Immunoblot analysis was performed as we previously described (Hur et al., 2004). For immunoprecipitation, samples were lysed using a hypotonic buffer (10 mM Tris/HCl, pH 7.5, 10 mM NaCl, 0.5 mM EGTA, 1 mM EDTA, 1% NP-40, and 0.25% sodium deoxycholate) containing inhibitors of proteases and phosphatases. After sonication, samples were cleared of insoluble debris by centrifugation at 15,000 g. Anti-EGFR, anti-PKACat, anti-PKARegII, or affinity-purified anti-IP3R1 antibodies coupled to protein A– or G–Sepharose beads were incubated with solubilized lysates. MBS buffer (25 mM Mes, 150 mM NaCl, pH 6.5) containing 0.5% Triton X-100 was used for immunoprecipitation with the DRM fractions. Isolation of the DRM microdomains was performed as we described in detail elsewhere (Hur et al., 2004). The beads were washed four times with the hypotonic or MBS buffer described above. Bound proteins were resolved by SDS-PAGE and analyzed by Western blotting. Signals were detected with an ECL detection system (Neuronex Co.).
Confocal microscopy and image analysis
Adrenal chromaffin cells fixed with 4% PFA were incubated with blocking solution (2.5% BSA and 5% HS in PBS) for 30 min at 4°C. Slides were incubated overnight at 4°C with anti–flotillin-1 and anti-IP3R1 or anti-IP3R3 antibody as indicated. After washing, samples were incubated with Cy3- (Jackson ImmunoResearch Laboratories) and FITC-conjugated secondary antibody (Santa Cruz Biotechnology, Inc.) for 1 h at RT. After washing, samples were treated with RNase (2 μg/ml) for 30 min at RT, followed by a 15-min incubation with 1 μg/ml propidium iodide. Slides were mounted and visualized by a confocal laser scanning microscopy (LSM 510 Meta; Carl Zeiss MicroImaging, Inc.). Postacquisition processing of images was performed with Adobe Photoshop 7.0 software.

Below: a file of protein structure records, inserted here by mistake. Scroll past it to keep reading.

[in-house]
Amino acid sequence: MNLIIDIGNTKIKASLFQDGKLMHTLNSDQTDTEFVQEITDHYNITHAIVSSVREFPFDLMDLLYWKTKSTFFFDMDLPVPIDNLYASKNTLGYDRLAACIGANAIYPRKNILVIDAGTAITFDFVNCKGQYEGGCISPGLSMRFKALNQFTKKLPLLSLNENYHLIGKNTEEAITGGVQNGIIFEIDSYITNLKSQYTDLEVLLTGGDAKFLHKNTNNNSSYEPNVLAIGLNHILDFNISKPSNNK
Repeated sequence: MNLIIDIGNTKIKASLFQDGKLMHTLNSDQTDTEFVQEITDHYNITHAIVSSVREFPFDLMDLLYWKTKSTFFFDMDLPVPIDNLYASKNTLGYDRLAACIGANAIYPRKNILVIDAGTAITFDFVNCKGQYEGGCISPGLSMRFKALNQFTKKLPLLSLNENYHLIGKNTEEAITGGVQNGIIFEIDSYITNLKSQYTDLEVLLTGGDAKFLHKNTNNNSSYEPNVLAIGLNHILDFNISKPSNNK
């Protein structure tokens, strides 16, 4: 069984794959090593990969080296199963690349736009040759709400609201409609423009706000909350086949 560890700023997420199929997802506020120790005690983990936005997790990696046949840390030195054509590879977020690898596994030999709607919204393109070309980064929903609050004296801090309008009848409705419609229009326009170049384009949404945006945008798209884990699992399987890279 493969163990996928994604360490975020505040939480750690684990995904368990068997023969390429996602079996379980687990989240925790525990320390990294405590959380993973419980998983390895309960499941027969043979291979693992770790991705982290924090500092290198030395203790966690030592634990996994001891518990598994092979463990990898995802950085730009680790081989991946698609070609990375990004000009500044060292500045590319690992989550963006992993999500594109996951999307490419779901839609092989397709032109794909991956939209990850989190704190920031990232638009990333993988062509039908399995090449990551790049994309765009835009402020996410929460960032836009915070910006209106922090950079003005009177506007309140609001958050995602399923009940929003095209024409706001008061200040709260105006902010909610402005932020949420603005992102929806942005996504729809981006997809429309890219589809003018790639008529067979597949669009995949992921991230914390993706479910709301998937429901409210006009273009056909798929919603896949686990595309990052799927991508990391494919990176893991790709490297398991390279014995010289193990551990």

All traces and immunoblots presented are representative of at least three separate experiments. All quantitative data are presented as means ± SEM of a minimum of three experiments. Comparisons between two groups were analyzed via t test, and values of P < 0.05 were considered to be significant.
Online supplemental material
Table S1 shows that BK induces generation of cAMP in PC12 cells. Confocal images showing distribution of EGFR and IP3R1 and colocalization of these receptors at the cell periphery in (A) vehicle- and (B) BK-treated cells are presented in Fig. S1. In Fig. S1, C shows that components of the IP3R1 complex were also detected in immunoprecipitates of the IP3R1, and the complex formation was not altered by BK stimulation. Fig. S2 shows the time course of BK induced-phosphorylation of EGFR. Methods for measurement of cAMP, immunogold EM and in situ hybridization are described in Online supplemental methods.
Authors are grateful to Ms. Yun-Hee Kim for confocal microscopy instrumentation and Dr. Byoung Dae Lee for critical discussions.
This work was supported by the National Research Laboratory Program (2000-N-NL-01-C-150), the Brain Neurobiology Research Program (M10412000088-04N1200-08810), the System Bio-Dynamics National Research Center of the Ministry of Science and Technology, and the Brain Korea 21 Program of the Ministry of Education.
Abbreviations used in this paper: 2APB, 2-aminoethyl diphenylborate; AKAP, A-kinase anchoring protein; AKAP-IS, AKAP-in silico; BK, bradykinin; DRM, detergent-resistant membrane; EGFR, EGF receptor; IP3R, inositol 1,4,5-trisphosphate receptor; IP3R1, IP3R type 1; NMDA, N-methyl-d-aspartic acid; PKA, cAMP-dependent protein kinase; PM, plasma membrane.